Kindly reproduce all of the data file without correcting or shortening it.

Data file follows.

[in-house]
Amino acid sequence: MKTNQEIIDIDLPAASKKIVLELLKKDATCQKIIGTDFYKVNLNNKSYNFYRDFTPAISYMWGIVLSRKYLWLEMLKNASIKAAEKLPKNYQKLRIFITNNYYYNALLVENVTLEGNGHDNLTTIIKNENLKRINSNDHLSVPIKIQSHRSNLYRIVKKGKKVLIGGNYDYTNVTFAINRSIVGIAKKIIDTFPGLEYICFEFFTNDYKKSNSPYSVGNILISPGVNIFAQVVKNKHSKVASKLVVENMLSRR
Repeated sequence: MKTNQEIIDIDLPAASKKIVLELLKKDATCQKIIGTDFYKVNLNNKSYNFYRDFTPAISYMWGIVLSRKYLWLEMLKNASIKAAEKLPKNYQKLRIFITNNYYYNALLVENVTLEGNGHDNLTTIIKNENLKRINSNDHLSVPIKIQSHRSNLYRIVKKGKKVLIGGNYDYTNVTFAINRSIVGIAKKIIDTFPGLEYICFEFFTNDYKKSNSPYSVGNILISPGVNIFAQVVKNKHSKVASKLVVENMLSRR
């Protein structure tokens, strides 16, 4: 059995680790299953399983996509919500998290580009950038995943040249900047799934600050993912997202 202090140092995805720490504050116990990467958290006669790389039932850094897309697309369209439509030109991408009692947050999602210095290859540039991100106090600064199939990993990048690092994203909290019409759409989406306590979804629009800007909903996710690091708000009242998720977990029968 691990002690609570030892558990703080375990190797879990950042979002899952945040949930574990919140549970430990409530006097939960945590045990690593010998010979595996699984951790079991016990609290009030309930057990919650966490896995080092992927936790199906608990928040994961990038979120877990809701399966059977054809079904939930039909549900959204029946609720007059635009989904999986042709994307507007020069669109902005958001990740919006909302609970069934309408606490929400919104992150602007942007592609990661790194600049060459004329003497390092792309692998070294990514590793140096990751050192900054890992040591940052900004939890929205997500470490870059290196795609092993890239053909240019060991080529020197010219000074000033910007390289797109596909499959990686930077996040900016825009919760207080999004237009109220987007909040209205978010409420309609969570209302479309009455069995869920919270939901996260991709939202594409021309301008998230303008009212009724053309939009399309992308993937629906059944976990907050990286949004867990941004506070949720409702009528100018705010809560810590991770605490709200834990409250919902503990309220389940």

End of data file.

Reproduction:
[in-house]
Amino acid sequence: MKTNQEIIDIDLPAASKKIVLELLKKDATCQKIIGTDFYKVNLNNKSYNFYRDFTPAISYMWGIVLSRKYLWLEMLKNASIKAAEKLPKNYQKLRIFITNNYYYNALLVENVTLEGNGHDNLTTIIKNENLKRINSNDHLSVPIKIQSHRSNLYRIVKKGKKVLIGGNYDYTNVTFAINRSIVGIAKKIIDTFPGLEYICFEFFTNDYKKSNSPYSVGNILISPGVNIFAQVVKNKHSKVASKLVVENMLSRR
Repeated sequence: MKTNQEIIDIDLPAASKKIVLELLKKDATCQKIIGTDFYKVNLNNKSYNFYRDFTPAISYMWGIVLSRKYLWLEMLKNASIKAAEKLPKNYQKLRIFITNNYYYNALLVENVTLEGNGHDNLTTIIKNENLKRINSNDHLSVPIKIQSHRSNLYRIVKKGKKVLIGGNYDYTNVTFAINRSIVGIAKKIIDTFPGLEYICFEFFTNDYKKSNSPYSVGNILISPGVNIFAQVVKNKHSKVASKLVVENMLSRR
């Protein structure tokens, strides 16, 4: 059995680790299953399983996509919500998290580009950038995943040249900047799934600050993912997202 202090140092995805720490504050116990990467958290006669790389039932850094897309697309369209439509030109991408009692947050999602210095290859540039991100106090600064199939990993990048690092994203909290019409759409989406306590979804629009800007909903996710690091708000009242998720977990029968 691990002690609570030892558990703080375990190797879990950042979002899952945040949930574990919140549970430990409530006097939960945590045990690593010998010979595996699984951790079991016990609290009030309930057990919650966490896995080092992927936790199906608990928040994961990038979120877990809701399966059977054809079904939930039909549900959204029946609720007059635009989904999986042709994307507007020069669109902005958001990740919006909302609970069934309408606490929400919104992150602007942007592609990661790194600049060459004329003497390092792309692998070294990514590793140096990751050192900054890992040591940052900004939890929205997500470490870059290196795609092993890239053909240019060991080529020197010219000074000033910007390289797109596909499959990686930077996040900016825009919760207080999004237009109220987007909040209205978010409420309609969570209302479309009455069995869920919270939901996260991709939202594409021309301008998230303008009212009724053309939009399309992308993937629906059944976990907050990286949004867990941004506070949720409702009528100018705010809560810590991770605490709200834990409250919902503990309220389940």